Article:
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Chapter TEN. Touching Up and Modifying a... > TIP 84: Editing Text in a PDF

TIP 84: Editing Text in a PDF

Here's a common scenario: You send deluxe information packages in PDF format to a select few clients. To customize the packages with the recipients' names, you could generate multiple source documents. But do you have to make separate PDF files for each client? Or suppose you publish a catalog and want to maintain a current date on the catalog whenever you send it to your prospective clients. Do you have to re-create the PDF each time you need to modify the date?

Consider the Source

Sometimes the touch-up results aren't what you expect. It isn't Acrobat's fault; it's related to what you used in the source program. For example, many Word documents contain bold or italic text. Or so it appears. In reality this is probably just a bold or italic text appearance. Unless you are using a bold or italic font (Arial Bold or Arial Italic, for example), when you try to touch up text in Acrobat you won't have an exact match for the replacement font since Acrobat doesn't simulate a bold or italic appearance.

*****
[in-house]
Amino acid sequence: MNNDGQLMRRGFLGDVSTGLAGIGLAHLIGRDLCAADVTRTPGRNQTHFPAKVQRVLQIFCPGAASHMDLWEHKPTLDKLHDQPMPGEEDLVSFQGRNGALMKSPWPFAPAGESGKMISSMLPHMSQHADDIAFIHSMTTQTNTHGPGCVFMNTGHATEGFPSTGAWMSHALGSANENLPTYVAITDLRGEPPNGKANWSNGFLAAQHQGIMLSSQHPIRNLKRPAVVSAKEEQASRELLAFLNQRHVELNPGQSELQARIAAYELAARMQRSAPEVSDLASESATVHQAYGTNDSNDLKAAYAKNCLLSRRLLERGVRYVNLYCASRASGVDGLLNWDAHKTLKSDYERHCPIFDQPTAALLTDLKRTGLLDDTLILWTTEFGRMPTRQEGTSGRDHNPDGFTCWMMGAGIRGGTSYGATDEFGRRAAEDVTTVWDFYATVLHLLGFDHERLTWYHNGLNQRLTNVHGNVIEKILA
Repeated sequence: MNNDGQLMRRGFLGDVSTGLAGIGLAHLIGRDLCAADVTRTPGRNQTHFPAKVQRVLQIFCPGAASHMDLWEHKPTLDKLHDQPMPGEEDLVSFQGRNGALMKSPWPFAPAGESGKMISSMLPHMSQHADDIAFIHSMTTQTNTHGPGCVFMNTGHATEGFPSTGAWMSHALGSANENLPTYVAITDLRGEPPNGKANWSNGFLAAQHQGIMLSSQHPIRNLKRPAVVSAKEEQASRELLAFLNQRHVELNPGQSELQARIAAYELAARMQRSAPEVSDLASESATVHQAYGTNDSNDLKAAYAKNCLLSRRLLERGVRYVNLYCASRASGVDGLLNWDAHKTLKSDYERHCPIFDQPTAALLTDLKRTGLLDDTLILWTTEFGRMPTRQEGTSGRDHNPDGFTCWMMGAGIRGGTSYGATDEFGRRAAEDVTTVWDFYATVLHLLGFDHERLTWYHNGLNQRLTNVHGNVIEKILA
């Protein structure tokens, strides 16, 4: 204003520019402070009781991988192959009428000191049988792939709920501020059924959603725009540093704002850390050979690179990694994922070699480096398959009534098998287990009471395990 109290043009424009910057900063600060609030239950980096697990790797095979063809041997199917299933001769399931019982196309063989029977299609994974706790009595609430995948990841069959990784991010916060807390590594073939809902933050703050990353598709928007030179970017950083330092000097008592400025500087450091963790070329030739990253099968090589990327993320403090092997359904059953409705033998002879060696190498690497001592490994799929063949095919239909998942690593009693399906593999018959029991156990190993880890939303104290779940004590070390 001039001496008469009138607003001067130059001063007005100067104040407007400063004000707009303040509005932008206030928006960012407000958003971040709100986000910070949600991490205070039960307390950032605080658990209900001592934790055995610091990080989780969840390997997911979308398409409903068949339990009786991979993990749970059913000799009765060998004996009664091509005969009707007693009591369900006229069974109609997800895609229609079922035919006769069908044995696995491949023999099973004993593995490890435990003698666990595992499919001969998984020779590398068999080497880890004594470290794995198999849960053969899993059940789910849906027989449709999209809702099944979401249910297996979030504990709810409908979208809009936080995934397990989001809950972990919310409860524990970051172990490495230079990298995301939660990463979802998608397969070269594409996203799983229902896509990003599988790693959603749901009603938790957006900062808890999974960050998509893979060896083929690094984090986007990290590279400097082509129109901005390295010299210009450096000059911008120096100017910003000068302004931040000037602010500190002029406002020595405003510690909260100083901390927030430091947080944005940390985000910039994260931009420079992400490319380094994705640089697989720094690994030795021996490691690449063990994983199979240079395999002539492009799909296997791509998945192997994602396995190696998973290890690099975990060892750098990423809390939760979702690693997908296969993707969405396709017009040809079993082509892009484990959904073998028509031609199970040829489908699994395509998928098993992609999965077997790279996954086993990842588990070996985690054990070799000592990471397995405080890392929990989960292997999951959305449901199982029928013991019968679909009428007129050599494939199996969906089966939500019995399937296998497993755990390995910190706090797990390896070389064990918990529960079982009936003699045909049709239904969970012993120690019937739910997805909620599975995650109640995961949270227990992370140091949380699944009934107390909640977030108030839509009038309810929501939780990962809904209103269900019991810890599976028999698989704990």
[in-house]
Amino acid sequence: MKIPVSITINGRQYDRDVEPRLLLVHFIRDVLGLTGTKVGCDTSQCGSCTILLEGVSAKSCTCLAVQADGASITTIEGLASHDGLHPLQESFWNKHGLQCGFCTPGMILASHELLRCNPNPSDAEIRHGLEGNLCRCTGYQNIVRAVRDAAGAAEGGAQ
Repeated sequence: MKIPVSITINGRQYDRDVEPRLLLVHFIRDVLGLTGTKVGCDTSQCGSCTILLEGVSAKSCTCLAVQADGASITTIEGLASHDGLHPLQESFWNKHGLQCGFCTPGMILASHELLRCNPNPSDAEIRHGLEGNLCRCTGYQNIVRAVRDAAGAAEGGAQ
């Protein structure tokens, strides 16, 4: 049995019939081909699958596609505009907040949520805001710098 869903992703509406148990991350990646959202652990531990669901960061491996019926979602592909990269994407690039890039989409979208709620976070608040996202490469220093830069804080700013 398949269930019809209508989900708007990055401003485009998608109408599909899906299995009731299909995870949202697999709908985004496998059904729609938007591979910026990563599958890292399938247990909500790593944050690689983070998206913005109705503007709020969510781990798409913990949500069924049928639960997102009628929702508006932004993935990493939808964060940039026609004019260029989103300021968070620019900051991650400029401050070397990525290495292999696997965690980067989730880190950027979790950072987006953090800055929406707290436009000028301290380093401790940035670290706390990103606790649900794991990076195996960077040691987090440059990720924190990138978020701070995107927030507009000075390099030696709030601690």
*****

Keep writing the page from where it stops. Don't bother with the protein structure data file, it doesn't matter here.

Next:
The solution is simple. Before converting a document to PDF, check the fonts you are using. If the fonts and font faces you use are embedded and subset, you can predictably make changes to the text in Acrobat. Font embedding and subsetting are covered in Tip 48, in Chapter 6.



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